22 March 2022
Twin Cities Habitat for Humanity has received $13.5 million from MacKenzie Scott, making it the latest Minnesota nonprofit to be surprised with a generous multimillion-dollar grant from the philanthropist — the largest single donation in the organization’s nearly four-decade history.
The grant to the St. Paul-based nonprofit is part of Scott’s $436 million gift to Habitat for Humanity International and 84 U.S. Habitat organizations to boost affordable housing as part of her pledge to give away a majority of her wealth in her lifetime.
It’s the largest amount that Scott, an author and the ex-wife of Amazon founder Jeff Bezos, has publicly committed to a single charity. She’s now given more than $9 billion in two years, according to the Chronicle of Philanthropy.
“It’s far and away the largest single donation we’ve ever received,” said Kaitlyn Dormer, spokesperson for Twin Cities Habitat. “It’s about equivalent to what we receive in a whole year [in individual donations and grants].”
Like the leaders of other Minnesota nonprofits that have received unexpected grants from Scott, Twin Cities Habitat CEO Chris Coleman got a mysterious call a few weeks ago that an unnamed donor was interested in contributing money and wanted to know how he’d spend the dollars.
Twin Cities Habitat, one of the largest Habitat affiliates in the nation, builds and rehabs homes for low-income residents, especially people of color, and is looking to expand homeownership among Black Minnesotans to narrow racial ownership disparities.
“This is very significant for us,” Dormer said of the grant. “But the challenges are really big. … We’re an organization that can be part of closing that gap.”
Nearly 80% of white households in Minnesota own their homes, compared with 42% of households of color, according to U.S. Census data. Black Minnesotans have the lowest rate of homeownership among racial groups, with about 25% owning a home in the state.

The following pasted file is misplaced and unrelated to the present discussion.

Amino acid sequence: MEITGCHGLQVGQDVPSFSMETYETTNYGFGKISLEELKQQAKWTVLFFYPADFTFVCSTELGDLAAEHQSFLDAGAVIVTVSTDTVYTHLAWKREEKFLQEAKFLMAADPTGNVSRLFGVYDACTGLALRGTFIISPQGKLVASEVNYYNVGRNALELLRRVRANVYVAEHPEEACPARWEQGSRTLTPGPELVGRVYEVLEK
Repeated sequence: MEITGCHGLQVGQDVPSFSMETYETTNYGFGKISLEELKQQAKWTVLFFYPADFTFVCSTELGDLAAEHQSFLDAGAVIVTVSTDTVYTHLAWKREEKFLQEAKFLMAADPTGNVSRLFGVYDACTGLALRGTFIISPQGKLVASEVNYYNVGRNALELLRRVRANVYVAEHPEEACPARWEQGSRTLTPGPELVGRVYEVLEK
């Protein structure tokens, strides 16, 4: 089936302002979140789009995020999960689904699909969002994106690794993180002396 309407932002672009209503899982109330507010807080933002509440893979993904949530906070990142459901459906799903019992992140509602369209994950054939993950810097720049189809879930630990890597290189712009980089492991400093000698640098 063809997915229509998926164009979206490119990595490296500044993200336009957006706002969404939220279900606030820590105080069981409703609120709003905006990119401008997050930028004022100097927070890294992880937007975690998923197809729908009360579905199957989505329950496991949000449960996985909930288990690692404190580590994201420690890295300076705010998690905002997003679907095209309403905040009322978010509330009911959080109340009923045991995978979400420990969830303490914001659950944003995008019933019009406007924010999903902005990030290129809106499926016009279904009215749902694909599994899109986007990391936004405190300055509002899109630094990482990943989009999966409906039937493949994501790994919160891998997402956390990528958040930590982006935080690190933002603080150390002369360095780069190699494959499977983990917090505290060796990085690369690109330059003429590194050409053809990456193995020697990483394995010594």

The $13.5 million gift, which Twin Cities Habitat has received, will likely go toward building and rehabbing more homes and expanding the number of homeowners the nonprofit helps close on home purchases from 100 closings annually up to 150.
Dormer said it will also allow the organization to expand services such as financial coaching. The grant is nearly half the size of the organization’s entire annual budget of $33 million.
The surprise grant comes as the nonprofit continues to weather rising construction costs amid supply shortages during the COVID-19 pandemic. Lumber costs doubled from 2020 to 2021 for Twin Cities Habitat, forcing the organization to cut the number of homes it could afford to build and rehab.
Construction costs are still high, Dormer said, and the organization is on pace to build or rehab 45 homes this year, down from the usual 60 homes a year.
Twin Cities Habitat for Humanity is the only Minnesota nonprofit to receive a grant in Scott’s latest round of giving. Last year, she announced grants for St. Paul-based Penumbra Theatre and Arts Midwest and Borealis Philanthropy in Minneapolis. In 2020, she gave more than $25 million to six Minnesota nonprofits, including YWCA St. Paul.
For many of the nonprofits, Scott’s grants were the largest donations they had ever received from one donor. They’re also significant because the money was “unrestricted,” which means the nonprofits can use the funds in any way they want — as opposed to grants designated for a specific program or purpose.
While it’s a “monumental” gift to Twin Cities Habitat, Dormer said it won’t slow the organization’s fundraising push to keep expanding its programs and build and rehab more homes for low-income Minnesotans.
“We think this affirms we’re going in the right direction,” she said. But “we need really broad support from the entire community.”